When William Tyndale translated the New Testament into English in 1526 he was charged with heresy and burnt at the stake, his last words were, "Lord, open the eyes of the king!" 85 years after Tyndale's work, King James I authorised a new translation of the whole Bible for use by the Church of England. The book has gone on to become the single most important English language book ever written, It has contributed over two hundred idioms to English and is still a source of comfort and advice for English speaking Christians, Agnostics and even some Atheists.
Despite the high regard the book is held in today in 1611 when the book was first published the book was filled with errors and mistranslations; it is reported that one early translation had printed “Judas” instead of “Jesus” in Mat. 26:36. Many English speakers found the book very hard to understand this is because the book was translated too literally. If I was to translate a French book into English, I would turn it into English phrase and not into French English. So for instance a French phrase such as “Il est chaud” if translated literally this would become “it makes hot," of course this doesn’t make sense in English and so a translator would instead change the phrase into “I am hot”, But the writers of the King James Bible chose to translate the book into English words rather than English phrases.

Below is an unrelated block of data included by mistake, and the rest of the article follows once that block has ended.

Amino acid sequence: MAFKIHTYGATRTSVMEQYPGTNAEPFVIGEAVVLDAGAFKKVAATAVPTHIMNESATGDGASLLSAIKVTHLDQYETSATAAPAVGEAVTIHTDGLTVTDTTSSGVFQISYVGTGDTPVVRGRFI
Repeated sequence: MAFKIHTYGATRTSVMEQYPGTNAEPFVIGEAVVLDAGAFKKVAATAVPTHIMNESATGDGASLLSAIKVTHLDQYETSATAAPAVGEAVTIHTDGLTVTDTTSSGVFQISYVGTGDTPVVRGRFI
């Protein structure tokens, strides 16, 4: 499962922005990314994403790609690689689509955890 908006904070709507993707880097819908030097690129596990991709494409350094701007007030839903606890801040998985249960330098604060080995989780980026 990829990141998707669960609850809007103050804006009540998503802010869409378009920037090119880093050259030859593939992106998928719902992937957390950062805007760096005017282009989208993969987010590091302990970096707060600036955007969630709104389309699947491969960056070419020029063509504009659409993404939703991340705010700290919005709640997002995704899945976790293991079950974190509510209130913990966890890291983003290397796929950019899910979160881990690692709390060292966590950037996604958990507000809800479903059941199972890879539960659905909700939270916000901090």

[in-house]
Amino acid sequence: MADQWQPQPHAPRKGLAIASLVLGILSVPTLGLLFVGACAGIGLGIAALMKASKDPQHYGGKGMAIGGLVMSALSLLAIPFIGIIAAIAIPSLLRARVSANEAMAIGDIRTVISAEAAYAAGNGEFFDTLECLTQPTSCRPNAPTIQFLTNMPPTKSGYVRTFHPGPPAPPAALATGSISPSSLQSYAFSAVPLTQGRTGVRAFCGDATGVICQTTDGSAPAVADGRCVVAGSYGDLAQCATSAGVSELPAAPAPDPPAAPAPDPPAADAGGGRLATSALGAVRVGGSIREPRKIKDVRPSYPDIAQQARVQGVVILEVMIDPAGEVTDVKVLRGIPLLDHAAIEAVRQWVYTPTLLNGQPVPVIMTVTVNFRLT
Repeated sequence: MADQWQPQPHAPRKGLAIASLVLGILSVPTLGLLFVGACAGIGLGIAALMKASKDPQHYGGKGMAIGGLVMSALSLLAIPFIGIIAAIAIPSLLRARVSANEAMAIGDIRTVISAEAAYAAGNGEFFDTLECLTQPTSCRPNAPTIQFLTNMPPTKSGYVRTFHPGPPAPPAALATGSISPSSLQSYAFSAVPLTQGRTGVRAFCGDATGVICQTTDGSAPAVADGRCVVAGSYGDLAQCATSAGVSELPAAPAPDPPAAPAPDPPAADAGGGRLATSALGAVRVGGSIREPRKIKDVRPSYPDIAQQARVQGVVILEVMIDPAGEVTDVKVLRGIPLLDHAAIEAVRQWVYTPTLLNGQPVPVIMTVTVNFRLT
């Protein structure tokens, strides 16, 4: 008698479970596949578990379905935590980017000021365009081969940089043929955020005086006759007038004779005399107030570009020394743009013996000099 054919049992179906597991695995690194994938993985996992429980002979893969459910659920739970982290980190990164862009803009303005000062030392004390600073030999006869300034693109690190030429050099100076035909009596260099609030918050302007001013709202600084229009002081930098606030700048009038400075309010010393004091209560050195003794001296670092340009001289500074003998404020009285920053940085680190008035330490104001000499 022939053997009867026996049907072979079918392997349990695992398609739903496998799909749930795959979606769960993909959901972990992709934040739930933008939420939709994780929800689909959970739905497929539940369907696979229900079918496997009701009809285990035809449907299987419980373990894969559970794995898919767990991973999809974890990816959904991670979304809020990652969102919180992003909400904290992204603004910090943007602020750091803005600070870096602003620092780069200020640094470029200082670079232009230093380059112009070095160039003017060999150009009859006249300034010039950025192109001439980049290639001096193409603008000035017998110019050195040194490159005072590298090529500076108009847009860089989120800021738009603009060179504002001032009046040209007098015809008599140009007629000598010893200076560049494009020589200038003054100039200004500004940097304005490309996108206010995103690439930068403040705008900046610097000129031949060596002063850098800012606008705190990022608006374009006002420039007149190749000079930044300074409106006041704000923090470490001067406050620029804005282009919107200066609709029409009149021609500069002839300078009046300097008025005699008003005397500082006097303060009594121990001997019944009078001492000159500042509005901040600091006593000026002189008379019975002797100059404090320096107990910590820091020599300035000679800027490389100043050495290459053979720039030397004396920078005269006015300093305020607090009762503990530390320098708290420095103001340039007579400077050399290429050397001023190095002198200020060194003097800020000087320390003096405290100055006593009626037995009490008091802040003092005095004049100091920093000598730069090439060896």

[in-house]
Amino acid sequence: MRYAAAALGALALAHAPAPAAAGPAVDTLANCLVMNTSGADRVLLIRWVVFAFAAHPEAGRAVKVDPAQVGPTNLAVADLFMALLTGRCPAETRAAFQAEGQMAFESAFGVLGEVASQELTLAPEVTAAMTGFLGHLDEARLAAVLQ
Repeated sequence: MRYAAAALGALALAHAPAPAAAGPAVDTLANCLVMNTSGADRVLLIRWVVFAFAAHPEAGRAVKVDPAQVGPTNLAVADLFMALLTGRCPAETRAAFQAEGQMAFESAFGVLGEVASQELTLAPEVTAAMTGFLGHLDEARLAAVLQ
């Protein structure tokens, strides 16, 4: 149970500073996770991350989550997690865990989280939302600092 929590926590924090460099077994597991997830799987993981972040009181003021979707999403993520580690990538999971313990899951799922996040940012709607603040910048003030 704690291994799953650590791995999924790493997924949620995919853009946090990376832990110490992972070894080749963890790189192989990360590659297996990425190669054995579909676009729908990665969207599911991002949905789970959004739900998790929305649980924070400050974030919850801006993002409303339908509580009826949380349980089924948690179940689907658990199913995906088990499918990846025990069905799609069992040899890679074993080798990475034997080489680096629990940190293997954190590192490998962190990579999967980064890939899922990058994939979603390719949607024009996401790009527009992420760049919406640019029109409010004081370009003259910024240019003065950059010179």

This has led to some idioms being misinterpreted and taking on different meanings in English than they had previously in Hebrew, One such example comes from Matthew 19:23-26 “I tell you the truth, it is hard for a rich man to enter the kingdom of heaven. Again I tell you, it is easier for a camel to go through the eye of a needle than for a rich man to enter the kingdom of God” This famous analogy has created the idiom “eye of a needle” which means literally the small hole in the needle and so when people hear “It is easier for a camel to go through the eye of a needle than for a rich man to enter the kingdom of God” they think it is impossible for a rich man to go to heaven but this translation has possibly been taken too literally in fact When Jesus spoke of an eye of a needle many believe he meant a very small gate which a camel could only pass through if it was stooped and had its baggage removed. Another idiom from the bible which people still today struggle to fully grasp is from Matthew 6:23-24 “But if your eyes are bad, our whole body will be full of darkness. If then the light within you is darkness, how great is darkness! “For many years translators have struggled with the concept of the "evil eye." This idiom has created many problems, and has been misunderstood, because the translation from Hebrew was copied word for word rather than as a whole phrase. This idea was and still is today common in the Hebraic culture. Yet, if you pick up two different bibles the chances are they’ve chosen two separate words used to express this hidden Hebrew idiom. Each translation seems to deal with the issue differently. A few examples include, eye be whole, eye be simple, eye be sound, eye be plain, eye be healthy, sincere, clear, honest, or eye be good. But in fact the answer can be found quite easily if you look at the very next verse after the evil eye quotation, all is explained. "But if your eyes are bad, your whole body will be full of darkness. If then the light within you is darkness, how great is that darkness! No one can serve two masters. Either he will hate the one and love the other, or he will be devoted to the one and despise the other. You cannot serve both God and Money," Matthew 6:23,24 NIV. When he spoke of the bad eye, Jesus wasn't talking about bad eye sight but about greed. Each time Jesus spoke of an eye being good or evil, or "plucking out the eye," he was speaking of the issue of greed. An evil eye is a greedy